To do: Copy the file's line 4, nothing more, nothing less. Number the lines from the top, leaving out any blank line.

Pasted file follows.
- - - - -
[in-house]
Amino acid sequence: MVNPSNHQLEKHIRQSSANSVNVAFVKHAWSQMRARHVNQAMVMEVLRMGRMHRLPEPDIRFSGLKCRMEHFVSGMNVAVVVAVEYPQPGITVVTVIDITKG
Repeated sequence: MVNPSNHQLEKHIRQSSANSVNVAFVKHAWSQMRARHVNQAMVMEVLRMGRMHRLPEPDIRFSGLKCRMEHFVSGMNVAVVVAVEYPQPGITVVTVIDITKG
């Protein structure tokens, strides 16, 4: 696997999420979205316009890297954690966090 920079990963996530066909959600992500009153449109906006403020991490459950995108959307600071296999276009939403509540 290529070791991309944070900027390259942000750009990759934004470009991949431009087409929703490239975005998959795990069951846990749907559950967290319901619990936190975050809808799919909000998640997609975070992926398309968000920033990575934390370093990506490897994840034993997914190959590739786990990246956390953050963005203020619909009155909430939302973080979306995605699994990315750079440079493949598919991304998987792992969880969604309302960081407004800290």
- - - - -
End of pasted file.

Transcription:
């Protein structure tokens, strides 16, 4: 696997999420979205316009890297954690966090 920079990963996530066909959600992500009153449109906006403020991490459950995108959307600071296999276009939403509540 290529070791991309944070900027390259942000750009990759934004470009991949431009087409929703490239975005998959795990069951846990749907559950967290319901619990936190975050809808799919909000998640997609975070992926398309968000920033990575934390370093990506490897994840034993997914190959590739786990990246956390953050963005203020619909009155909430939302973080979306995605699994990315750079440079493949598919991304998987792992969880969604309302960081407004800290």